TO KILL A MOCKINGBIRD is based on the book of the same name (which I also reviewed). It's a moving, fictional account of a young girl, her brother, and their lawyer father who live in the bigoted south in the 1930s. The movie follows the book very closely, with many of the same lines. There are only minor changes. Atticus, the father, serves as the best role model in any book or movie I can think of. There is no sex or nudity shown, but an innocent black man is accused of rape and the colorblind Atticus is called to defend him. The trial is handled in mild terms but will be tense for younger viewers. Violence is frequent but is all offscreen. We hear that a man is stabbed through the ribs while stalking children, and we hear the the black man who went on trial (SPOILERS) was shot and killed. There are no real curse words, but "ni***r" is used several times. Though I love the movie, I must say that I liked the book a bit more, because of the Mrs. Dubois subplot, which was deleted in the movie. Gregory Peck is perfectly cast; he is Atticus. Although there is some objectionable content, kids should watch this movie with their parents. It's a must-see for everyone, young or old (though not too young). Highly recommended.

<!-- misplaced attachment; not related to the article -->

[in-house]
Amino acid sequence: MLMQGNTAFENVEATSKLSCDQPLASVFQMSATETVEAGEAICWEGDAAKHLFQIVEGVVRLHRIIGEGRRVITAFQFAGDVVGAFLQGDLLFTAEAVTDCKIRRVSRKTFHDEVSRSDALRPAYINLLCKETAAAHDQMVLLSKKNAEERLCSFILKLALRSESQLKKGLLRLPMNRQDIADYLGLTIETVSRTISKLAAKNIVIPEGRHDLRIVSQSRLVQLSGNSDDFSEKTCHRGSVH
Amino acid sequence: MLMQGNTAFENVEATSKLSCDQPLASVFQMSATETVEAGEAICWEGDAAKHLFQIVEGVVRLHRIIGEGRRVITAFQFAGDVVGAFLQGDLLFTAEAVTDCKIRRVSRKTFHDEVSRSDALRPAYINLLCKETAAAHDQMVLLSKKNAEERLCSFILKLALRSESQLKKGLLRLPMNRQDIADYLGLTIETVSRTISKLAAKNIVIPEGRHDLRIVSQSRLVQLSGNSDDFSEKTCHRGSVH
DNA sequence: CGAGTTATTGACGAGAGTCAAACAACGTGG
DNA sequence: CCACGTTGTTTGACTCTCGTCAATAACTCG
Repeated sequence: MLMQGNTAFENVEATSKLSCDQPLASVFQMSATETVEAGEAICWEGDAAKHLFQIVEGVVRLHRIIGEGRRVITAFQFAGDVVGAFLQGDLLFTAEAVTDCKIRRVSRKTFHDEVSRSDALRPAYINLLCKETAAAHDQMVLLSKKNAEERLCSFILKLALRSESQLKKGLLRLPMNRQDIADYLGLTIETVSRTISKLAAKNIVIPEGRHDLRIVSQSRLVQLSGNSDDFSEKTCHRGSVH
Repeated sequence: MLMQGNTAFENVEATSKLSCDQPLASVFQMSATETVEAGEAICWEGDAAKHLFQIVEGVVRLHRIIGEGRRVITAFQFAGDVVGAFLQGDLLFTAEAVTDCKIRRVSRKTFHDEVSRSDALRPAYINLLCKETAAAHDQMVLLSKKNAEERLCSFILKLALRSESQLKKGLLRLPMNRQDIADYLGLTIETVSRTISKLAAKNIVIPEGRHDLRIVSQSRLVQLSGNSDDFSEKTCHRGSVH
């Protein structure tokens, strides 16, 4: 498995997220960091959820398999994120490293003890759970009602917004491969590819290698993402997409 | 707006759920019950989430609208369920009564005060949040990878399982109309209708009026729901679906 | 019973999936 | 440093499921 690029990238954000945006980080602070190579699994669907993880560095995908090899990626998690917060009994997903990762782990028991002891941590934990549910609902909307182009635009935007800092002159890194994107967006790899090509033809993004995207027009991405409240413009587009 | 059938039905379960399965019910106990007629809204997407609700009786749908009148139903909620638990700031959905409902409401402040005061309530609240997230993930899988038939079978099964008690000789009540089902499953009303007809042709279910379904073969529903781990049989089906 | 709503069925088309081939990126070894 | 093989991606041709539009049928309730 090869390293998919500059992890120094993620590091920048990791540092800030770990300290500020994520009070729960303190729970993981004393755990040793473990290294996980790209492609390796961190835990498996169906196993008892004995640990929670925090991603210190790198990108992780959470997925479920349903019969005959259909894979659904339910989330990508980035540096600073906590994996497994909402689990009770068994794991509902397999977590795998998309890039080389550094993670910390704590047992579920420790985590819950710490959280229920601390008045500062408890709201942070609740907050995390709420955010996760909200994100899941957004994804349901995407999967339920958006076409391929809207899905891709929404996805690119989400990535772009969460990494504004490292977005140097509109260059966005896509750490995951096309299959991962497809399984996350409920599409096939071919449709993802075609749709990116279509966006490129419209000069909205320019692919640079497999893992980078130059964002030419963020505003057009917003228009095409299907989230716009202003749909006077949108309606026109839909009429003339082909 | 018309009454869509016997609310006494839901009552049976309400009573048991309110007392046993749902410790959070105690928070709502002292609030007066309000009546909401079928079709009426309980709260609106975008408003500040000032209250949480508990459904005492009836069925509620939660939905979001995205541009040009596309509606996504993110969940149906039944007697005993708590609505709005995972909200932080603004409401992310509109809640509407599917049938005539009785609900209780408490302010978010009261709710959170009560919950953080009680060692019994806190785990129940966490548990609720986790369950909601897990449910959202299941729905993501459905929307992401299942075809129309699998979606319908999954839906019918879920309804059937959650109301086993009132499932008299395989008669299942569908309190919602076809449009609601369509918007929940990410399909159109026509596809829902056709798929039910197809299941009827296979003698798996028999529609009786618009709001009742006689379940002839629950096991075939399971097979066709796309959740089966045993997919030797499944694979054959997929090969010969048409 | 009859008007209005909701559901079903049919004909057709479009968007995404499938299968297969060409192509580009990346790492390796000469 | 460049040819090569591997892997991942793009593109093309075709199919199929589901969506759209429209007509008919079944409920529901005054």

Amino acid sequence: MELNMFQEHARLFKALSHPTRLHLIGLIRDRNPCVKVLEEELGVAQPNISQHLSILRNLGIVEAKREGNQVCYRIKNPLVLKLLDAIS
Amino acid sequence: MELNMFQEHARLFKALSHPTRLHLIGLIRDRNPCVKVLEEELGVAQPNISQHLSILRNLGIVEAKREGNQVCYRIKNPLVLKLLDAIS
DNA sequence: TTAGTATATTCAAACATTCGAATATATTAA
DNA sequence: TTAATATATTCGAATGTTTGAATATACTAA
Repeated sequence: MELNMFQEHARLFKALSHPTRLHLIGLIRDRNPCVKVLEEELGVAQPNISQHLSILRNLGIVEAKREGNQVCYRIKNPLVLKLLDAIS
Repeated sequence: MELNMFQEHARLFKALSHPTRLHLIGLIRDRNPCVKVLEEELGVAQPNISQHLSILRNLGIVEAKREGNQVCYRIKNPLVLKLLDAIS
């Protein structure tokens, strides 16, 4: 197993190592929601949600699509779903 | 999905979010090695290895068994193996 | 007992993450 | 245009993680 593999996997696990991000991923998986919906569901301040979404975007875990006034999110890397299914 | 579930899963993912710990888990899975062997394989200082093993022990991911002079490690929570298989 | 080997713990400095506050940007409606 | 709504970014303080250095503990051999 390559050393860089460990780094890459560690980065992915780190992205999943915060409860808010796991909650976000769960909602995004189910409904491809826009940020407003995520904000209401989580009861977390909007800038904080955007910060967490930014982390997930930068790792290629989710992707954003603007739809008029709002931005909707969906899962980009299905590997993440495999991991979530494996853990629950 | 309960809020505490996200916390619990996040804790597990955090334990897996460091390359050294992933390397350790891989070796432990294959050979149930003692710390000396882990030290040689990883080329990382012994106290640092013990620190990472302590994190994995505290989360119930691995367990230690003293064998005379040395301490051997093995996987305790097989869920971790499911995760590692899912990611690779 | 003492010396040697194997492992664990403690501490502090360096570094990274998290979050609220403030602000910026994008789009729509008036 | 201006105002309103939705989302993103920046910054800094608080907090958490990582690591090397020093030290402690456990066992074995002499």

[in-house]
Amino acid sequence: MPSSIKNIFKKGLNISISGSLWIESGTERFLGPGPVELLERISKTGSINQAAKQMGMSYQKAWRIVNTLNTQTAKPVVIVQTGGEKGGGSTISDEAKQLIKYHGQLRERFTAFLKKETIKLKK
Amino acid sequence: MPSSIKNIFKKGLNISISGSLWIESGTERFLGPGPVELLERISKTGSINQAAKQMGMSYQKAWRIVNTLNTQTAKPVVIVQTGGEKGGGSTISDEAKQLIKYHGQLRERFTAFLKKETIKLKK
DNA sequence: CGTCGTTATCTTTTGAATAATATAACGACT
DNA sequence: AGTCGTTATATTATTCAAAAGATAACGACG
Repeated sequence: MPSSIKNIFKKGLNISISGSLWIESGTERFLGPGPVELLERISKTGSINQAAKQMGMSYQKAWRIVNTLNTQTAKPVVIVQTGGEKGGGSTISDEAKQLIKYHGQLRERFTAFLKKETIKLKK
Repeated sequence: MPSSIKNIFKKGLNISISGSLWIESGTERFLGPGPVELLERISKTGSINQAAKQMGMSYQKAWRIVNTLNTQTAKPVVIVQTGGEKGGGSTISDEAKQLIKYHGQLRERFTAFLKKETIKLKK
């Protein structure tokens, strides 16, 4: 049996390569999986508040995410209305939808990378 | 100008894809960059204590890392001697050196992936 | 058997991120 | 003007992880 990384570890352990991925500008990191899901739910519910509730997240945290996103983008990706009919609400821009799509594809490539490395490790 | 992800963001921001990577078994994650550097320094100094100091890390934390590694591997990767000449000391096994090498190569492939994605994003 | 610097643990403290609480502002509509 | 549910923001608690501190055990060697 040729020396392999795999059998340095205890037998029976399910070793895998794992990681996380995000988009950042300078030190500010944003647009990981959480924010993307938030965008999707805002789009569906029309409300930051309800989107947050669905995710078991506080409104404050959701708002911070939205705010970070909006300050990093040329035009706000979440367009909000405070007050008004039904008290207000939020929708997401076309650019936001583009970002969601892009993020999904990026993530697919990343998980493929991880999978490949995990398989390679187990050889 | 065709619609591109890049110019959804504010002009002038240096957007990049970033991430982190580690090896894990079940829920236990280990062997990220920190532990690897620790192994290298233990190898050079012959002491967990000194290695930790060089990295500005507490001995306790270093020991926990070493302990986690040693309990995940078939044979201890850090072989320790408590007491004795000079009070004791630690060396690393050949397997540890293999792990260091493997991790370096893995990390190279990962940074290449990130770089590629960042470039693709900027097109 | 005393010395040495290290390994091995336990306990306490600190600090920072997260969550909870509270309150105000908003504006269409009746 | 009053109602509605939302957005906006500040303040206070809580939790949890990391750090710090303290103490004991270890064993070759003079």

Teen, 13 years old Written byFilmFanJ June 7, 2012

To Kill a Mockingbird Review

Incredible masterpiece. Aside from mentions of rape and some racist talk, this is appropriate for children of all ages. However, some children may not be interested. Atticus Finch (played by Gregory Peck) is a great role model. This is an absolute classic and a must see movie. As one of my favorite movies, I highly recommend this.
What other families should know
Great messages
Great role models
Too much swearing
Teen, 15 years old Written bybri123 November 19, 2008

Good movie.

When i started watching this movie the beginning was very slow and dragged on. It was a dull introduction of all the characters. However, it picked up as it went along. I recommend this to ages 13+


Did our review help you make an informed decision about this product?

Special Needs Guide